Like James Gray, director Raymond De Felitta has carved out a niche turning his camera on under-filmed corners of New York. The largely Queens-set Rob The Mob continues an apparent outer-borough series that includes 2000’s Two Family House (Staten Island) and 2009’s City Island (the Bronx). But while those self-penned movies were earnest, bracingly unsentimental family dramas, Rob The Mob (scripted by Jonathan Fernandez) aims for a tabloid-ready unruliness. It’s based on the real case of Thomas and Rose Marie Uva (spoilers!), who allegedly had the kind of entrepreneurial insight that, if they’d voiced it to anyone but each other, would probably get them smacked upside the head. Namely: Why is it, exactly, that no one ever tries to steal from the mob?
The movie’s freely adapted version of events begins as Tommy (Michael Pitt) attempts a flower-store heist with what looks like a complete absence of forethought. Following 18 months in the slammer, he secures a job at a collection agency thanks to his lover, Rosie (Nina Arianda). While spectating at the John Gotti trial, he learns that mafia social clubs are gun-free zones. It’s genius! Soon Tommy is barging into a bar with an Uzi he’s unable to control, asking disbelieving wise guys to unload their wallets and jewelry. Hearing the news while cooking a succulent meal, boss/master chef Big Al (a bearded, scally-capped Andy Garcia) muses on how “eagles don’t hunt flies—they scare ’em,” but the robberies quickly become too persistent for his organization (or the FBI) to ignore, not to mention catnip for a columnist (Ray Romano) at the movie’s New York Post stand-in.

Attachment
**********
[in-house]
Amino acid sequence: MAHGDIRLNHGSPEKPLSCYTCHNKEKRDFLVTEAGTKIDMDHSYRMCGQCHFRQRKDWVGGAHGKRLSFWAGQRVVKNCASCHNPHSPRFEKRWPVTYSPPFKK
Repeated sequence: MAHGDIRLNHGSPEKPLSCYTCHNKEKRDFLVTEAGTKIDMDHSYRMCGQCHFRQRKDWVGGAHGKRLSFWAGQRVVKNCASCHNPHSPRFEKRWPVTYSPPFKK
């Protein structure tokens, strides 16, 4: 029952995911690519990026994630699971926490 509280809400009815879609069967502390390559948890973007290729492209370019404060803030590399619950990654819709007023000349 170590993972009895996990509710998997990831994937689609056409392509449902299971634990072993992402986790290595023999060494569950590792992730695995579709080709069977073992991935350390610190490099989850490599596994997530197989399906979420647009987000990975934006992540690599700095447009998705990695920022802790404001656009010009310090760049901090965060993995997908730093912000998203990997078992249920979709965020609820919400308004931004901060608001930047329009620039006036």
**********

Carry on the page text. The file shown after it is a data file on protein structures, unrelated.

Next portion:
Patchy and prone to wild swings in energy, Rob The Mob never reconciles its comedy and crime-film elements. The material featuring Rosie and Tommy’s pep-talk-dispensing boss (Griffin Dunne) tends toward the cartoonish, while the subplot involving Tommy’s need to reconnect with his family (including mom Cathy Moriarty) just kind of sits there, skirting cliché. Even so, there’s an endearing, handmade quality to Rob The Mob, shot in a warm, nostalgic palette that opens a window on a grittier city of graffiti-strewn subways and petty schemers. The scowling Pitt proves no match for the Tony-winning Arianda, whose brassy, thick-accented positivity could probably cut down the gangsters as mercilessly as any gun. While the pair is robbing the mob, she’s stealing the movie.